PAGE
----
Microsoft has released regional findings from their global Security Intelligence Report (SIR), Volume 22, which found that Malaysia is one of the countries with a growing malware encounter. An approximate average of 12.9% of computers running on Microsoft real-time security products in Malaysia reported a malware encounter in the first quarter of 2017. This is slightly higher than the global average of 9%.
The report provides in-depth data and insights into the global threat landscape, particularly on software vulnerabilities, exploits, malware and web-based attacks. In its latest version, it tracked threat data for both endpoint as well as cloud, and profiled more than 100 individual markets. It also shares best practices and solutions that can help organisations better protect, detect and respond to threats.
“For digitalisation to reach its fullest potential, users must trust the technology they use. Because of this, Microsoft is committed to helping our customers and partners build that trust and the first step is to help them to understand the multitude of cyber threats out there. This will allow them to implement more effective ways to manage and neutralise these risks,” states Dr Dzahar Mansor, National Technology Officer, Microsoft Malaysia.
Some of the key trends identified from the SIR includes:
- Ransomware attacks on the rise
A number of ransomware attacks were disproportionately concentrated in Europe and attackers seems to evaluate several factors when determining which regions to target, such as a country’s GDP, average age of computer users and available payment methods.
- Cloud accounts and services under cyber siege
More and more valuable data and digital assets are being stored to the cloud, making it an attractive target for cybercriminals. The SIR highlighted a 300% increase in consumer and enterprise accounts managed in the cloud being attacked globally over the past year. As the frequency and sophistication of attacks on user accounts in the cloud accelerates, there is an increased emphasis on the need to move beyond passwords for authentication.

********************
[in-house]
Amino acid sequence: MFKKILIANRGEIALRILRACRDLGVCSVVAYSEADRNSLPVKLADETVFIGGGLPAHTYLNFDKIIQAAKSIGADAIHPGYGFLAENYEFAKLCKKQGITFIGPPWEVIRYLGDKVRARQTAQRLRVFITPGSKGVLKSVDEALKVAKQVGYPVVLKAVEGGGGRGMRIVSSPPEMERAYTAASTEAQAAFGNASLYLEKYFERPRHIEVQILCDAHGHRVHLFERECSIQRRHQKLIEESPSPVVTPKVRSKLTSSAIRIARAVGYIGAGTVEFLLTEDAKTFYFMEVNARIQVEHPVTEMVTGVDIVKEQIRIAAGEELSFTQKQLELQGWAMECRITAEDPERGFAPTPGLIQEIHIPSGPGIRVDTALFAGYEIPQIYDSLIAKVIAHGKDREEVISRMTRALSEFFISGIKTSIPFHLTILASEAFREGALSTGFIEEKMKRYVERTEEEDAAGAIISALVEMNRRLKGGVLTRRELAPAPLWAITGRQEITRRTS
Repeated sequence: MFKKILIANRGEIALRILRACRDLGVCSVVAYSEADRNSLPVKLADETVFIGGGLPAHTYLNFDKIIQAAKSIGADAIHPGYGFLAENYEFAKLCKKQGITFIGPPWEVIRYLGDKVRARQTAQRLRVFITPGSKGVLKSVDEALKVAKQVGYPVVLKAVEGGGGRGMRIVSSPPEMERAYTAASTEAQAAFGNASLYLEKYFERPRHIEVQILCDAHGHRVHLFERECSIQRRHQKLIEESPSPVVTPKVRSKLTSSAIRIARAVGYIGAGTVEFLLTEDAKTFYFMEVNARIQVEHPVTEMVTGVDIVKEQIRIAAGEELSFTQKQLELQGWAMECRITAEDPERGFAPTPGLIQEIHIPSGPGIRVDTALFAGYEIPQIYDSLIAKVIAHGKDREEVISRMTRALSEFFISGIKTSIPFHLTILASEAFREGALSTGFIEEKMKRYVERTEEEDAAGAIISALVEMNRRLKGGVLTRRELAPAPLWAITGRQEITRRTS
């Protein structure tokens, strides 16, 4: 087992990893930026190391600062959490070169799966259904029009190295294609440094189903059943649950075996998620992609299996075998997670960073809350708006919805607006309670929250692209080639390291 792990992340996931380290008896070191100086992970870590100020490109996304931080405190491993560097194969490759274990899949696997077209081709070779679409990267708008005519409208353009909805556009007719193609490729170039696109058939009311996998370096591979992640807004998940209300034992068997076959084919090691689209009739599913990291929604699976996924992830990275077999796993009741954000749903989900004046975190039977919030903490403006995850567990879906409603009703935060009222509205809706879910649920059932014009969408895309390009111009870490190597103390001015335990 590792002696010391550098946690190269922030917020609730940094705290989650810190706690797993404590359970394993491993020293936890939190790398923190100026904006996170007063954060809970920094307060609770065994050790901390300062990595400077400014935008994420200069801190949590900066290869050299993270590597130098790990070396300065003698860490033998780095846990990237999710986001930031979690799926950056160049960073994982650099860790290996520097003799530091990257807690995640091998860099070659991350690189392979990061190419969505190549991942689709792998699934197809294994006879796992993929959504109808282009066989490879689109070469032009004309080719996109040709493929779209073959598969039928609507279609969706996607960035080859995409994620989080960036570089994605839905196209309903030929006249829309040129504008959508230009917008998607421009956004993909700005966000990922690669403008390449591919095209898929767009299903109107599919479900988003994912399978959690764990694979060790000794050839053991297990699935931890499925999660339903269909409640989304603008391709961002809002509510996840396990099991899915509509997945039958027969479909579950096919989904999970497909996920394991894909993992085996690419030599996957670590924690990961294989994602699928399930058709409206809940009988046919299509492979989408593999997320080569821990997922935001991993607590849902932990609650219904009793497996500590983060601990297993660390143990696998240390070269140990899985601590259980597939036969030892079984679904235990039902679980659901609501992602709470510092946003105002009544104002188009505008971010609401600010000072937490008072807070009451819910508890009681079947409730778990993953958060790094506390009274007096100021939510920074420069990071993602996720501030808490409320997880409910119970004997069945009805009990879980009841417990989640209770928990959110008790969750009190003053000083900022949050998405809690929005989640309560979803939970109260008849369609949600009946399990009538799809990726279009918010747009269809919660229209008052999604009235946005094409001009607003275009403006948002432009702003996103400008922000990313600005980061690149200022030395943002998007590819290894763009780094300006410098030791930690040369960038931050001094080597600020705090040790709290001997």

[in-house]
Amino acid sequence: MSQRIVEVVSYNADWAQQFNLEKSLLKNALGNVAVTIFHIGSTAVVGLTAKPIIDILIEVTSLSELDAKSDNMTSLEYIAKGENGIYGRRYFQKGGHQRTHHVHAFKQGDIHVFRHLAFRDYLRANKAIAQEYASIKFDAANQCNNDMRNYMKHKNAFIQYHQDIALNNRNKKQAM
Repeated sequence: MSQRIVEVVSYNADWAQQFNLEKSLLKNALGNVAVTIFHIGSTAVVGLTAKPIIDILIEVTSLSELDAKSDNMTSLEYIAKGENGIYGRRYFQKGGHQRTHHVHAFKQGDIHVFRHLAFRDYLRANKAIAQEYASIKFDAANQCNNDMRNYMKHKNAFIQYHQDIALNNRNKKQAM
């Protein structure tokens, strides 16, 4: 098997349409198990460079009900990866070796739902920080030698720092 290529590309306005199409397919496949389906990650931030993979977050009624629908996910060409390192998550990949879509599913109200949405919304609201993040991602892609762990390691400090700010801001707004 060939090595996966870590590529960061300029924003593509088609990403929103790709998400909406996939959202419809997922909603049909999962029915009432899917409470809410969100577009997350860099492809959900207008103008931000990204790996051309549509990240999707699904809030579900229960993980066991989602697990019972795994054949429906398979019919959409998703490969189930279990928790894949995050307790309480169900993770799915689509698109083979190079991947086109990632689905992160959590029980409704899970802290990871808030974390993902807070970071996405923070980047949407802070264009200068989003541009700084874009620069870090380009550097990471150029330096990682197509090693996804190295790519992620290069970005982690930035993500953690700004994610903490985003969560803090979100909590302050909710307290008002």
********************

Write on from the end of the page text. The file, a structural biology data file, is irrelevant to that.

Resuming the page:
- Building trust in the digital world by strengthening cybersecurity posture
With a solid cybersecurity architecture and robust cyber hygiene best practices, organisations will be able to better protect their digital environment, detect threats and respond to attacks. Four of the best practices individuals and organisations can consider includes:
- Practice caution when connected to a public Internet domain
- Ensure your software is up to date
- Use the latest technologies and software to ensure better security and privacy to maximise protection against latest threats
- Make cyber security and data privacy policies and governance high priority in your organisations
“In today’s digital age, security cannot be an afterthought. It must be ‘built-in’, all-inclusive and intelligent. The comprehensive threat intelligence that we provide will all play a critical role in integrating cybersecurity into an organisation’s DNA,” adds Mansor. “By making security a top priority, we can build greater trust in technology and enable digital transformation to reach its fullest potential and fulfil its grandest ambitions.”